Jose, Can You See? Performance of the Night: When Dana White announced weeks ago that Mark Hominick, if he were to win Saturday night, would get the next shot at featherweight champion Jose Aldo, you didn't hear many gasps of awe and anticipation. Aldo has burst onto the scene like a dynamo, dominating everyone in his path, even sending the estimable Urijah Faber scampering to a different weight class. Could Hominick stand up to him? That's still an open question, but Hominick sure stated his case with a quick and easy TKO of George Roop. Hominick solved the puzzle of getting inside Roop's long reach with patience and precision, nailing his sometime training partner over and over and finally pouncing to end it at 1:28 of the first round. It was an impressive enough performance that a lot more people now are looking forward to April 30, when Hominick will challenge Aldo at UFC 129 in Toronto. "You just have to make statements with your performance, and I believe I did that tonight," said Hominck. "Jose is next. I believe he's best pound for pound, but he's never faced anyone like me, and I'm going to go out there and prove it."

Low Blows of the Night: No, not the two knees to the groin that Joey Beltran delivered to Pat Barry in the first round of their slugfest, the first one missed by Yamasaki, the second one hurting all the more as a result. That pain was nothing (easy for me to say, eh?) compared to what Barry dished out with about a minute left in his unanimous-decision win. After hobbling Beltran with a relentless three-round assault of kicks to the left thigh, Barry sent the big guy to the canvas with a robust kick that buckled Beltran's leg. Barry then seized top position and began punching away -- not to Beltran's face, though, but to his tenderized left thigh. From Beltran's reaction, he might have preferred a punch to the nose.

Pre-Fight of the Night: Cole Miller and Mike Wiman sure got the Spike telecast off to an exhilarating start -- and that was just during the introductions. The two were housemates during Season 5 of The Ultimate Fighter and have remained friends, but they chose an interesting way to show it in the moments before the fight, yapping across the cage at each other as they each paced back and forth with a let-me-at-him edginess. Their unfriendly banter nearly drowned out Bruce Buffer's bellowing -- OK, that's an exaggeration; the Army could have started the engines of every aircraft at Fort Hood, and the blustery Buffer would have been heard above the collective decibels. But Wiman and Miller did get everyone on the edges of their seats ... until the fight settled into a surprisingly one-sided three rounds. It was all Wiman, all the time, and a unanimous-decision win. Afterward, Wiman was still talking. This time, though, he spoke in a friendlier manner, telling Joe Rogan that he'd left his TV on at home so his animals could watch him fight. Then he looked into the camera -- and presumably into the eyes of his pets at home -- and said, "What's up, guys? I love you." Now that's talking.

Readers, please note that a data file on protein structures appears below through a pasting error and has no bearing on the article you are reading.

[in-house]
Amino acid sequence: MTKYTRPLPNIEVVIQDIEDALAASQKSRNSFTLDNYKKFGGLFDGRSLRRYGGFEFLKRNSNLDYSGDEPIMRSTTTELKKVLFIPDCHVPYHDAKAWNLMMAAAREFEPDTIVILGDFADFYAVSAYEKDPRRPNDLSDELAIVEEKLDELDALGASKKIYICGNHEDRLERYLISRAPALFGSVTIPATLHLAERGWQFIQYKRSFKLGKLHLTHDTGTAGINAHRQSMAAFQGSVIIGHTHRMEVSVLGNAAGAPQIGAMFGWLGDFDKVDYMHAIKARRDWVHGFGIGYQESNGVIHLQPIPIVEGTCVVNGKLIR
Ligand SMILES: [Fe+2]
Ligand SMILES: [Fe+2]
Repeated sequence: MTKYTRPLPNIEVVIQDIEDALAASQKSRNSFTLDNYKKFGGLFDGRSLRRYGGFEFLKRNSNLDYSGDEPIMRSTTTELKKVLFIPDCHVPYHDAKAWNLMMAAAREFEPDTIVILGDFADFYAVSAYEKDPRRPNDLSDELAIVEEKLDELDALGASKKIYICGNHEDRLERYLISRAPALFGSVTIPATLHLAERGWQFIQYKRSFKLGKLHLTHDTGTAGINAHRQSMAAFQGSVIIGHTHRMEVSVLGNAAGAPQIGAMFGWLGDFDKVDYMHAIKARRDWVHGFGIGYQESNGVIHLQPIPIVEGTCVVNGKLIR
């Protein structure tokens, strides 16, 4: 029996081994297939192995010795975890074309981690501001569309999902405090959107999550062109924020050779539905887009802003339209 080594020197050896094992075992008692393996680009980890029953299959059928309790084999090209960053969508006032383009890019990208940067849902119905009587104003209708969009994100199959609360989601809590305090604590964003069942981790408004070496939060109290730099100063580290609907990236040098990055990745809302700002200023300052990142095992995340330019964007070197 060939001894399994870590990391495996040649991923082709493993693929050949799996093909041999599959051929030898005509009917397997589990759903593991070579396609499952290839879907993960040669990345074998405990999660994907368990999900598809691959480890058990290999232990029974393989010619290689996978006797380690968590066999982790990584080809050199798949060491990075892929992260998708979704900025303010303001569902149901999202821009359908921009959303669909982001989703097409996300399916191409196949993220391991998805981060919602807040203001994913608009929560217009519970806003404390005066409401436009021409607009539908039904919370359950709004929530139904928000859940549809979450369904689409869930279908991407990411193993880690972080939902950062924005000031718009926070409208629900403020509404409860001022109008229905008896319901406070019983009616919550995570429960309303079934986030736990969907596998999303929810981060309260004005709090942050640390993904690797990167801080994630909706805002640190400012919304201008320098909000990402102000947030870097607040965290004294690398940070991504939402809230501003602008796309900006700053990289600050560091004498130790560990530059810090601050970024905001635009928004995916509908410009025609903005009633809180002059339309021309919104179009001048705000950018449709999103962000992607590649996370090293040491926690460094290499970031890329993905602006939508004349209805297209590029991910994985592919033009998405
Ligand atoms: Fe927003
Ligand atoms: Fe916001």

Good Cause of the Night: Throughout the telecast Spike put up on the screen a website URL where viewers could go to donate to the Intrepid Fallen Heroes Fund, which aids soldiers injured in combat and their families. It's fightforthetroops.com, which even with the fight night now over will continue to accept donations. There's also an auction at the website, featuring cool items such as a private training session with Randy Couture and Forrest Griffin, and the bidding remains open until 7 p.m. Sunday. The first Fight for the Troops event, in 2008, raised more than $4 million, and the UFC is aiming even higher this time. "We truly appreciate the sacrifices the men and women of our armed forces make on a daily basis," said Dana White, "and it's important for us to show our support with events like this."

Innovation of the Night: Maybe my Internet connection was too slow or my laptop too ancient, but for whatever reason my viewing of the prelim fights on Facebook was not exactly non-stop action. For me, those two fights took on the look of the stop-motion special effects used in the old Gumby claymation cartoons. But that's OK. I like Gumby. And I like the forward thinking of the UFC. From perusing the comments on the organization's Facebook fan page, it seems clear that MMA reached a new audience, and isn't that what it's all about? Yet as obviously win-win as this innovation was, could you imagine Bob Arum putting fights from a boxing undercard on Facebook? Do you think Bob even owns a computer?